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Mon Dec 10, 2012, 11:28 AM

Group sues Senate to scrap filibuster

Source: Politico

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In addition to Common Cause, three DREAM Act students and four House Democrats — Reps. John Lewis and Hank Johnson, both of Georgia, Michael Michaud of Maine and Keith Ellison of Minnesota — were named as plaintiffs in the suit.

The students, who were born outside the U.S. and brought to the country illegally by their parents, claim they were denied a path to citizenship because of the archaic 1975 filibuster rule. During the 2010 lame-duck session, the DREAM Act, backed by President Barack Obama, won passage in the House and attracted a simple majority of 55 votes in the Senate, but fell short of the 60 needed to break a GOP filibuster.

The Democratic lawmakers argue that their votes in the House have been “diluted” by the filibuster rule, since such bills as the DREAM Act and campaign-finance DISCLOSE Act passed the House and won backing from a majority of senators but fell short of the 60-vote threshold. The DISCLOSE Act garnered 59 votes in the upper chamber.

“These bills continually pass the House and get blocked in the Senate,” said Sarah Dufendach, vice president of legislative affairs for Common Cause, which pushed for the DISCLOSE Act. “Their vote is being diluted. Their constituency is being diluted.”




Read more: http://www.politico.com/news/stories/0512/76284.html#ixzz2EfPxQq6b



Senate Filibuster Targeted By House Democrats, Dream Act Activists In Federal Lawsuit

A federal lawsuit claiming the filibuster is an unconstitutional "accident of history" is set to be considered on Monday, months after it was filed by a coalition of House Democrats and activists.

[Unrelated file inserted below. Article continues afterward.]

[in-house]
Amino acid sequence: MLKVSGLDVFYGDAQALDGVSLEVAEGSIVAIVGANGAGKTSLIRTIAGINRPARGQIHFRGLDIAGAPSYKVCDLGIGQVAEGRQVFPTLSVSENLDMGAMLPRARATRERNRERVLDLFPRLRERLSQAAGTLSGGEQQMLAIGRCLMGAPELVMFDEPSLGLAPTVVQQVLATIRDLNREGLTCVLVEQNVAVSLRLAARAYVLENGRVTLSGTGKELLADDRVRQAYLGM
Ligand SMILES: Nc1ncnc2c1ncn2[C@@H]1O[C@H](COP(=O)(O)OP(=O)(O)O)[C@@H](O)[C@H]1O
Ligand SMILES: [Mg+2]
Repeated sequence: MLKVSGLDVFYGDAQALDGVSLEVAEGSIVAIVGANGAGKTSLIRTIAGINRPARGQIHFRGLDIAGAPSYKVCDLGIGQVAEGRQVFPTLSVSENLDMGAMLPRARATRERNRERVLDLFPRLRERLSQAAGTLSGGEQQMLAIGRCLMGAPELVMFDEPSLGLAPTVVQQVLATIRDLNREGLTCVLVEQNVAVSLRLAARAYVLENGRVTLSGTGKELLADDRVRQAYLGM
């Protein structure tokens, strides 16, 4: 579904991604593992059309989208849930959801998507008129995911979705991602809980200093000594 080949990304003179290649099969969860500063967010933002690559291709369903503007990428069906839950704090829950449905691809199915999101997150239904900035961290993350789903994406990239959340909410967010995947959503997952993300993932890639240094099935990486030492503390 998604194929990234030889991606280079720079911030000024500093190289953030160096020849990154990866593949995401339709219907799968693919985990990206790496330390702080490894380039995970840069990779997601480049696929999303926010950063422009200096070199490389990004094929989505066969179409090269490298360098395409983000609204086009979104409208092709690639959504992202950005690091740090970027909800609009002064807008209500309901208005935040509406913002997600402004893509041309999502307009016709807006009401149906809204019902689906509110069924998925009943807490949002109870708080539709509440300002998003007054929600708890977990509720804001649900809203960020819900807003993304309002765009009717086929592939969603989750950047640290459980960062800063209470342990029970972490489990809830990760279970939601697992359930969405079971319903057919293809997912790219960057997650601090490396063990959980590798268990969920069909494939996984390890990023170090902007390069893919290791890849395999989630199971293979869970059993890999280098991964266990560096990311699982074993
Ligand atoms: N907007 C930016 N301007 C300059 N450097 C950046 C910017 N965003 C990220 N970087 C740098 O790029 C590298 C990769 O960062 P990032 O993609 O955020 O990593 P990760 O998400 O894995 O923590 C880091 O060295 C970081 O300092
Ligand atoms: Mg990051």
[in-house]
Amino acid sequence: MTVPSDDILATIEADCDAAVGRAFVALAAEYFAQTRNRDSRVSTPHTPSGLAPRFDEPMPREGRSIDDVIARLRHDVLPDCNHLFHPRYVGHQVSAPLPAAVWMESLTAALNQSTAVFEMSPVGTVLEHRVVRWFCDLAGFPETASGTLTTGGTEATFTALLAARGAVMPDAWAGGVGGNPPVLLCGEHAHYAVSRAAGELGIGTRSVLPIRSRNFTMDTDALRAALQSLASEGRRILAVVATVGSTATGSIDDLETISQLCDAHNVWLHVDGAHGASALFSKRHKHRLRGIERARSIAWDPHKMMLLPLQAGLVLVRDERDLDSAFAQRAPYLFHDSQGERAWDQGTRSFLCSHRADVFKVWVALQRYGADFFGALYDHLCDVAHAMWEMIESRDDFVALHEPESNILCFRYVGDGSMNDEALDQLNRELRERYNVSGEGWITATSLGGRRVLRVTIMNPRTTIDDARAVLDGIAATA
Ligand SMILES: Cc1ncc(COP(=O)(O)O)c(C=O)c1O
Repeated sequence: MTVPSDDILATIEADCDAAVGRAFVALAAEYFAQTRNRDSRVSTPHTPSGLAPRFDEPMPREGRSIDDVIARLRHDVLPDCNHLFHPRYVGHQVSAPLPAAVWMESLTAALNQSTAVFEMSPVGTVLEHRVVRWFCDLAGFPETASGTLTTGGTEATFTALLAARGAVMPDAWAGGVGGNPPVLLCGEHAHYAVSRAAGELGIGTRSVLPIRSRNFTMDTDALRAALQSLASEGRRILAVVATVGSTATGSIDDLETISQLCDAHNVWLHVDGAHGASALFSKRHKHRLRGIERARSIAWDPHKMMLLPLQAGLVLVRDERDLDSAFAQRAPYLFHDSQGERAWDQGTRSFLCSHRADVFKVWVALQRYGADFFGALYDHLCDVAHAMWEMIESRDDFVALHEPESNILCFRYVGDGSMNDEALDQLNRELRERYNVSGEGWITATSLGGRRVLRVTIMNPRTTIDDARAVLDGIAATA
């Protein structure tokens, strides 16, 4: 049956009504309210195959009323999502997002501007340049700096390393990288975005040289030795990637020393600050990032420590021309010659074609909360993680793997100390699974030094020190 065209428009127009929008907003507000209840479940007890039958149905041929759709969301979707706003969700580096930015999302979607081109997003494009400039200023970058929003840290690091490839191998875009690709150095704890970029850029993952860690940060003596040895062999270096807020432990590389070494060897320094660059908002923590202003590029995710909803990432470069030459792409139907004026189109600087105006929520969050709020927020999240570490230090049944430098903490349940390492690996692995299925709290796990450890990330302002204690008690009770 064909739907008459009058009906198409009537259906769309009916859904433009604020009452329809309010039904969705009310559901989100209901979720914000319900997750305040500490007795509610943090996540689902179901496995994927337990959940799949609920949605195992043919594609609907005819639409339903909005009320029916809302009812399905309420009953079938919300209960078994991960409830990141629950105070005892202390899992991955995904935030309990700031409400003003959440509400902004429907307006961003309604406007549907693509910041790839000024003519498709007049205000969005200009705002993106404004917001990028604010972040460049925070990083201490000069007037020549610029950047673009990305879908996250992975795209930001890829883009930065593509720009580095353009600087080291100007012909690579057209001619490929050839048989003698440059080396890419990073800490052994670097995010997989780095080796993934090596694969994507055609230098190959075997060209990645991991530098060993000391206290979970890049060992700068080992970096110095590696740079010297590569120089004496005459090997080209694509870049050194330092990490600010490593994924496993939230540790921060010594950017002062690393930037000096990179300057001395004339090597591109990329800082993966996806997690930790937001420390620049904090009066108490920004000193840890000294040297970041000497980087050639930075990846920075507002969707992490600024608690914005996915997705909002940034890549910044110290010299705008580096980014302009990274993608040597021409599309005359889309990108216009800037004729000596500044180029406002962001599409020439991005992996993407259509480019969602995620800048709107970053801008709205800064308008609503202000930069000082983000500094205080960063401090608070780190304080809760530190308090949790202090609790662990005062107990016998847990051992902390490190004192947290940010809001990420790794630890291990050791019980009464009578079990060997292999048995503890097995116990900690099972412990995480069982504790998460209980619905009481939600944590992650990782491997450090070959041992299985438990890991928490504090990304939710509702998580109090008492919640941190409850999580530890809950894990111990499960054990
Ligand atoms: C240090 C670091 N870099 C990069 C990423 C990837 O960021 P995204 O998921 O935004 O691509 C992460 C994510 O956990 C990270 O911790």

http://www.huffingtonpost.com/2012/12/10/senate-filibuster-lawsuit_n_2270729.html

23 replies, 2918 views

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Arrow 23 replies Author Time Post
Reply Group sues Senate to scrap filibuster (Original post)
kpete Dec 2012 OP
Plucketeer Dec 2012 #1
hobbit709 Dec 2012 #2
Bandit Dec 2012 #3
former9thward Dec 2012 #4
freshwest Dec 2012 #14
LineLineNew Reply +
struggle4progress Dec 2012 #6
rhett o rick Dec 2012 #10
BlueManFan Dec 2012 #5
AlbertCat Dec 2012 #7
harun Dec 2012 #12
mostlyconfused Dec 2012 #15
bemildred Dec 2012 #8
bucolic_frolic Dec 2012 #9
annabanana Dec 2012 #13
ThomThom Dec 2012 #16
bucolic_frolic Dec 2012 #17
ThomThom Dec 2012 #18
graegoyle Dec 2012 #19
ThomThom Dec 2012 #21
annabanana Dec 2012 #11
rachel1 Dec 2012 #20
ProudToBeBlueInRhody Dec 2012 #22
karynnj Dec 2012 #23

Response to kpete (Original post)

Mon Dec 10, 2012, 11:39 AM

1. WE

THE PEOPLE need to take the whole damned lot (Congress - Senate - White House) to court. We elect them, pay their wages, tell them what we expect - and get shit on.

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Response to kpete (Original post)

Mon Dec 10, 2012, 11:50 AM

2. won't wash.

Only the Senate can determine what their rules are.

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Response to hobbit709 (Reply #2)

Mon Dec 10, 2012, 11:57 AM

3. Not if their rules deny others of some Constitutional guarantees.

We have a Constitutional Right to Representation, and the Senate has rules that tend to deny us that Representation....It will be interesting to see where this goes...Remember Senators are NOT our Representation in Congress. the Senate Represents the States and not the people.....Only our Representatives actually Represent the people and the Senate is currently denying many that Representation...

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Response to Bandit (Reply #3)

Mon Dec 10, 2012, 12:21 PM

4. Your argument went out of date almost 100 years ago.

The 17th amendment provided for direct election of Senators in 1913 instead of being chosen by state legislatures. This lawsuit will not see the inside of a court. It will be thrown out for lack of standing. It is just a publicity stunt.

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Response to Bandit (Reply #3)

Mon Dec 10, 2012, 01:20 PM

14. Agree, but this is more about public perception than technicalities. Applying pressure is good.

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Response to hobbit709 (Reply #2)

Mon Dec 10, 2012, 12:39 PM

6. +

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Response to hobbit709 (Reply #2)

Mon Dec 10, 2012, 01:04 PM

10. I dont think Senate rules can violate the Constitution. nm